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  • 13 Aug 2020 7:14 PM | Laura Foody (Administrator)

    Deal NEALS Members and Supporters,

    My intention in this letter was to introduce myself and talk about all the great plans that NEALS has in store for the 2020-21 school year, but life has other plans right now.  As we near the beginning of the school year, my head is spinning with ideas about how to best support my students whether we are in-person (masked and 6 feet apart), or remote and meeting via Zoom, or a combination of the two.  These are strange times!  I just started teaching at Dedham Country Day School last year; I was warmly welcomed and became an active part of the community.  This year’s changes to schedule and program delivery make me feel like I am starting a new job all over again.

    In my personal life, I am getting ready to send my son to college for his Freshman year.  As of now, he will be on campus and attending classes in a hybrid model. My daughter is a rising high school Junior and will be attending school in person two days a week and the remainder of her school time will be a combination of asynchronous and synchronous online learning.  I mourn for their lost experiences in this pandemic, but I celebrate their resilience and “can do” attitude.  After all, this is the new normal.

    The new normal means that we need to shift our thinking quickly- and be prepared to change how we teach in a moment’s notice.  I am reviewing all of my curriculum and materials and trying to figure out if handouts would be better presented in a Google Doc format or as a Slide presentation.  I am seeking videos and other online tools that can reinforce concepts.  I am also trying to figure out how to better reach the students who crumbled last March and were incapacitated with reading ansynchornous class instructions let alone actually trying to complete the assignment.  I keep thinking back to presentations on executive functions presented at prior NEALS conferences and realizing that my students and I are all in the same boat;  anxiety and stress are trying to turn off our thinking  brains and yet we are frequently trying to “do school” like we normally do.  All of our old tricks and strategies need to be reviewed and analyzed to figure out if they will work in the new normal.  This is hard work!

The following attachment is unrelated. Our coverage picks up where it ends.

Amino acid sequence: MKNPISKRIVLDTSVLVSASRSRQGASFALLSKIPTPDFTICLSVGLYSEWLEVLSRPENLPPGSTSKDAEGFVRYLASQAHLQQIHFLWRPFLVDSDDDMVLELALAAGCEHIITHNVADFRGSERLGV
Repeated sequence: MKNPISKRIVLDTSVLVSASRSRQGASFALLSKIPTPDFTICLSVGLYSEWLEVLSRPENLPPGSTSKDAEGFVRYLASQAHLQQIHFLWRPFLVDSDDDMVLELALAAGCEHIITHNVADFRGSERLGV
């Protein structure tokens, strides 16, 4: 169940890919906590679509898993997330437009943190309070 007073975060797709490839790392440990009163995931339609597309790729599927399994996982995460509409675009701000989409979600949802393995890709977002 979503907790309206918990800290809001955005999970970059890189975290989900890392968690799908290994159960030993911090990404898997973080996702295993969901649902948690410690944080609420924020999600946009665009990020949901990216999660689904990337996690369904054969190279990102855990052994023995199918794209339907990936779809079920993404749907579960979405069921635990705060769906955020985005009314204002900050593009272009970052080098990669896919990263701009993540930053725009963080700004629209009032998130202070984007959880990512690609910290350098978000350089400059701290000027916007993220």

The new normal has also led to some silver linings on some very dark clouds- NEALS has begun to use technology to help us better connect.  We are now hosting member meetings online and they have been great!  As much as I love our annual conferences, I have enjoyed connecting online with so many of you during these past months. And there is a bonus of no commute or hotel needed to get to these meetings!  NEALS will continue to deliver online programming this year and I hope to “see” you at our future online offerings.  Our next event on August 19th addresses best practices in “the new normal” and I know I am looking forward to hearing from others about what new tips and tricks I can incorporate into my teaching this year.  

    The mission statement of NEALS is:

    • Promoting​ ​professional development​ ​for​ ​learning​ ​specialists​
    • Creating community through​ ​collaboration,​ ​support,​ ​and​ ​advocacy

    I am proud of the work NEALS has done during the pandemic to ensure that learning specialists feel supported.  We will continue to provide professional development and community building  events this year, just in a new way.  I hope you will join us on this “new normal” adventure.



  • 26 Jul 2020 10:28 PM | Laura Foody (Administrator)

    Summer Seminar with Dr. Robert Brooks, July 22, 2020

    by  Susan Cole Ross

    Laura Foody makes stepping down from the presidency relatively easy. Though I have loved serving in this role for the past nine years, I know NEALS is in more than capable hands. Laura shares the vision of our predecessors of what NEALS is and can become for teachers and students. She exudes the energy, creativity, intelligence, and dexterity to make our vision into a reality especially at this time, because she has such a vast capacity for maximizing the potential of our interactive website. Already, Laura has expanded member usage and networking enormously, streamlined our processes, and energized NEALS. In so doing, she has only begun to improve the academic lives of ten thousand vulnerable students each year. I hope you will join me in sprinkling Laura with congratulations as she becomes the sixth President of NEALS.